It takes 20 years to build a reputation and five minutes to ruin it,” industry sage Warren Buffett once warned.
Several major industry brands have seen their reputation under attack during 2020 amid ongoing disputes over the validity of business interruption claims related to Covid-19.
At least in the short-term, perceptions of the industry have been damaged by the belief insurers are reneging on their promise to pay in the event of claims.
Many insurers will point to exclusions within wordings, but these are often clouded by ambiguity.
As another longstanding industry figure, Stephen Catlin, pointed out during the first of The ReInsurer’s virtual panel discussions, some of the industry’s comments related to the disputes have been unfortunate.
“You cannot say ‘I never intended to cover this and I’m not paying the claim’ if the contract wording says you do cover it,” Catlin pointed out. “We should recognize we were clumsy and make sure we are not as clumsy in the future.”
The validity of many of the disputed claims is still being tested within courts of law and it is too early to pass judgment on the outcome (we should get greater clarity in the UK later this month when the High Court delivers its verdicts in the FCA test case).
That such claims were subject to such a high level of disputes reflects the ambiguity of contract wordings and central to the conversation at last week’s virtual panel was the need for clarity of wordings.
Amid the negative publicity, the industry is in the process of paying out billions of dollars of claims and playing its role in helping society get back on its feet during a period of economic turbulence that is unprecedented in recent history.
As is often the case in the aftermath of major loss events, the (re)insurance sector has struggled to communicate this to the outside world which has instead only seen the negative stories about refused payouts and claims disputes.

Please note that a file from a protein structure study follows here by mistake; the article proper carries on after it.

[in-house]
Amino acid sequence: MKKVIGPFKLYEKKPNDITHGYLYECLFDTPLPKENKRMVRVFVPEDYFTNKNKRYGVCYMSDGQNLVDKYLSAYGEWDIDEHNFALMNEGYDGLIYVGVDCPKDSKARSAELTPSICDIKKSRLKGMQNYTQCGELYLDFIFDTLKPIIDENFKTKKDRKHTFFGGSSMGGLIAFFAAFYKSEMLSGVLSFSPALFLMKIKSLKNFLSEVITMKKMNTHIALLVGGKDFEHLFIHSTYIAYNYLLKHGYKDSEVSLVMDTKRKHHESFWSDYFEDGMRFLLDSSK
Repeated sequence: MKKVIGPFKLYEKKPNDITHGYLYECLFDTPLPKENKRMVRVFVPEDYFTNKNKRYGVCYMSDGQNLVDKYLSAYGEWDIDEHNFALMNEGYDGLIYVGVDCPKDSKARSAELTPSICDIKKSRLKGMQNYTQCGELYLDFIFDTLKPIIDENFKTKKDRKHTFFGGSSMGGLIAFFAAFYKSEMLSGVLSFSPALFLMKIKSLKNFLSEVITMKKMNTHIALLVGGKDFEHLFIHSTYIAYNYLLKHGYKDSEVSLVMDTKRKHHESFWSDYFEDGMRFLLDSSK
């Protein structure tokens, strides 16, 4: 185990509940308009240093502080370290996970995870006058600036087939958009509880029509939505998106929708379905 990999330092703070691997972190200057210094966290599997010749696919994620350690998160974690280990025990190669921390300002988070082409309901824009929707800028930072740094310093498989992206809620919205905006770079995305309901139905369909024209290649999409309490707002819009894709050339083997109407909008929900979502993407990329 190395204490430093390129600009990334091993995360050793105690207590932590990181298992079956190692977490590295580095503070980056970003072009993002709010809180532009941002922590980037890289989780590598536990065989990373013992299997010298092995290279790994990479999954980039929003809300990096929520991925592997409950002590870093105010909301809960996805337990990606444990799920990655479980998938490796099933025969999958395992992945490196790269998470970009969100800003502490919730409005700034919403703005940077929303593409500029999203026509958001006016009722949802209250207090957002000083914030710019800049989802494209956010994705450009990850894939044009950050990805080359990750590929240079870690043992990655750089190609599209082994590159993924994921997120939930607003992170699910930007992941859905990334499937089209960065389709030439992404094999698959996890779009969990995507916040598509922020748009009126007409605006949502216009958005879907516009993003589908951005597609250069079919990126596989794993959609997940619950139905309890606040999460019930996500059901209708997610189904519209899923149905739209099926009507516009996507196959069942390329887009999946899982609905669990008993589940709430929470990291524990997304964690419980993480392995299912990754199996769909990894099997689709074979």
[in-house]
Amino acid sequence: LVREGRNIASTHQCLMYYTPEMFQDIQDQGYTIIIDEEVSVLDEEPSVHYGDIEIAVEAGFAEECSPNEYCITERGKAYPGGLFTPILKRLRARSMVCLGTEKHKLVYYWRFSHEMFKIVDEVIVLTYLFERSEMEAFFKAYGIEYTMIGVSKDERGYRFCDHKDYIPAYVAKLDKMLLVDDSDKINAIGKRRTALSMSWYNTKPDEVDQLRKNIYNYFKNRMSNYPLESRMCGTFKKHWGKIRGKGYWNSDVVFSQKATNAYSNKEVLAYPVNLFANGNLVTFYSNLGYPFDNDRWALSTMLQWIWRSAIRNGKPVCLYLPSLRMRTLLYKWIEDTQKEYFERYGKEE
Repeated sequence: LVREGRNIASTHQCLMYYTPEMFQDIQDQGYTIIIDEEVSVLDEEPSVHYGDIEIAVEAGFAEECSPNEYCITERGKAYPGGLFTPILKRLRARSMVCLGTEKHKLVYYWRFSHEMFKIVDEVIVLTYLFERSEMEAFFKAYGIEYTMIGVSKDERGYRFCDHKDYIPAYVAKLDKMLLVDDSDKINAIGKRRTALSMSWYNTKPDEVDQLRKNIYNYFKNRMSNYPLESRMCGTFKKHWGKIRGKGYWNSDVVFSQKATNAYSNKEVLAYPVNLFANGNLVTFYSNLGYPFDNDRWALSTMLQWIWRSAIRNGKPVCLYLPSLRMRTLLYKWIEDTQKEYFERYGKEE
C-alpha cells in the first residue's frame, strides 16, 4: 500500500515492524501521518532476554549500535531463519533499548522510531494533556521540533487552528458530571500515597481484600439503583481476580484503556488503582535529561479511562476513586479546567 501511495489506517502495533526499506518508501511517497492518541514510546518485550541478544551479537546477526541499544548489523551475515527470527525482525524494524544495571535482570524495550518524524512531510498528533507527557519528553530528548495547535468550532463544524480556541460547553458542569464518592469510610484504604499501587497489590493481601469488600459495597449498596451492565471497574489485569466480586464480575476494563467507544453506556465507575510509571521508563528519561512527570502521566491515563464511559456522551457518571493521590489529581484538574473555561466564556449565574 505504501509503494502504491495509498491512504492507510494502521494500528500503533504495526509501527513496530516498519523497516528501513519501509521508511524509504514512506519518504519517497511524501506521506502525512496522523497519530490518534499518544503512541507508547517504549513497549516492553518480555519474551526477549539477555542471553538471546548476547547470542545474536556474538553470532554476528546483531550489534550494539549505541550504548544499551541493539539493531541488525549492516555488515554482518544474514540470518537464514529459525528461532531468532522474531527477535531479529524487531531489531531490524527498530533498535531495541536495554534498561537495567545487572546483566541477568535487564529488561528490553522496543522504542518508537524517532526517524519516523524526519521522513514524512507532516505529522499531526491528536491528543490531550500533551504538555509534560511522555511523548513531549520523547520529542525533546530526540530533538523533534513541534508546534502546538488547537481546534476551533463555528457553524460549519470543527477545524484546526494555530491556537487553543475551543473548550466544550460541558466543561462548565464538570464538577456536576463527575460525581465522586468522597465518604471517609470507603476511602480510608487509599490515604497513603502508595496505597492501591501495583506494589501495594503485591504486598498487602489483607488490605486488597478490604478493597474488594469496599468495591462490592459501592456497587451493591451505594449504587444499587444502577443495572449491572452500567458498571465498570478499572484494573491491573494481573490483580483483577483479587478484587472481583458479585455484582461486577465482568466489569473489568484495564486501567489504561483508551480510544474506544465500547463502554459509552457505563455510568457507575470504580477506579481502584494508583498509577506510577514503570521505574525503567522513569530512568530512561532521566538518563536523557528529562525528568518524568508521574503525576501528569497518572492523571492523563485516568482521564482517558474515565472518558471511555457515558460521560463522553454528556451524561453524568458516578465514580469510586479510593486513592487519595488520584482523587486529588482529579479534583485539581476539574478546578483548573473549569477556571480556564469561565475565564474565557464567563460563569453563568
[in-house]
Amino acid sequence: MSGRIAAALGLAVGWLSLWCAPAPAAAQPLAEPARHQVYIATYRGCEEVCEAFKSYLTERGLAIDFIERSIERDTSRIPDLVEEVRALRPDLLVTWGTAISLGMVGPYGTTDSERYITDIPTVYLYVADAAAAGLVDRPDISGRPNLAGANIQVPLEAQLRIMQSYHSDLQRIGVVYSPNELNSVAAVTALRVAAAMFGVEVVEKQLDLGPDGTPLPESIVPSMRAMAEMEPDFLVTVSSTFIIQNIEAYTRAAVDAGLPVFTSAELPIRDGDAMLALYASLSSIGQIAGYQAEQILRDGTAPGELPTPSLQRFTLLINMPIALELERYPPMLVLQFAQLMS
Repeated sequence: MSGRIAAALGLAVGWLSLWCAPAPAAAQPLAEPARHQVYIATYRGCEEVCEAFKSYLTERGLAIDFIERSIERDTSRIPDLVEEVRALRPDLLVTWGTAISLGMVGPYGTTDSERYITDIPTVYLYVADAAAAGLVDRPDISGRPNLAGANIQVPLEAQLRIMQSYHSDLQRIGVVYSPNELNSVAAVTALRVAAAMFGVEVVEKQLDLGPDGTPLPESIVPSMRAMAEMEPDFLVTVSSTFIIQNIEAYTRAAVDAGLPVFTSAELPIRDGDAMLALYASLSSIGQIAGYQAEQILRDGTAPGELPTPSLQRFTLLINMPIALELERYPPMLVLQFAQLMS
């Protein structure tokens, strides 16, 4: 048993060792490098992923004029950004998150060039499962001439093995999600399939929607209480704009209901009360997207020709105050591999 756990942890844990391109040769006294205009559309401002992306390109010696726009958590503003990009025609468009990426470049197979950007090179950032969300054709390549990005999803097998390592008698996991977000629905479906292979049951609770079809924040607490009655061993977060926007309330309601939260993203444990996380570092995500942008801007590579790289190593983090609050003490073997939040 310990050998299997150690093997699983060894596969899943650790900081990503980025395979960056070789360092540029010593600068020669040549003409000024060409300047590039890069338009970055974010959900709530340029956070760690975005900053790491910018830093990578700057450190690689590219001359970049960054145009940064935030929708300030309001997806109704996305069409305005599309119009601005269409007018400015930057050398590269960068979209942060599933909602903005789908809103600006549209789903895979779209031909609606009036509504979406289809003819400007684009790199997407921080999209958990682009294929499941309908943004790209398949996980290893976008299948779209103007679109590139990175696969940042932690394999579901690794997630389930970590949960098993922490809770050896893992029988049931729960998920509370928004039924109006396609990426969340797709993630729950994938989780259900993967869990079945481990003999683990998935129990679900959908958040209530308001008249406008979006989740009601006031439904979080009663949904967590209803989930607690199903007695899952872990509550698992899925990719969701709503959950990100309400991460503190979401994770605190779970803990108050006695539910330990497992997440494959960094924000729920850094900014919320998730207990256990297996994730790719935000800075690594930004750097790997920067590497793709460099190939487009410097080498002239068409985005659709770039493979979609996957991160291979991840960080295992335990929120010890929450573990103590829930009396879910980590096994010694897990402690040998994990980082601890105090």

There is no easy solution to this challenge, but the senior executives at our virtual panel discussion were all in agreement that the industry must better communicate the value it creates for society.
Without insurance, many of the things we take for granted (or at least did until Covid-19 placed us all in lockdown) would not be possible. And as its #REinsuranceMonth, we should also remember that these things are not possible without the support reinsurance plays in allowing primary carriers to enable economic activity.
Alongside better communicating its value proposition, the sector will also need to further engage with governments as the world continues to re-emerge from Covid-19.
Public-private partnerships will play a critical role in economic recovery. While the industry’s finite capital position means it cannot cover every risk, it can lead governments in helping them manage their liabilities.
(Re)insurance expertise can provide the catalyst for a more resilient society. Our virtual panelists all spoke of their desire to make the world better and the societal value the sector provides.
The industry will need to be on the front foot as we emerge from Covid-19 if this message is to finally reach the outside world.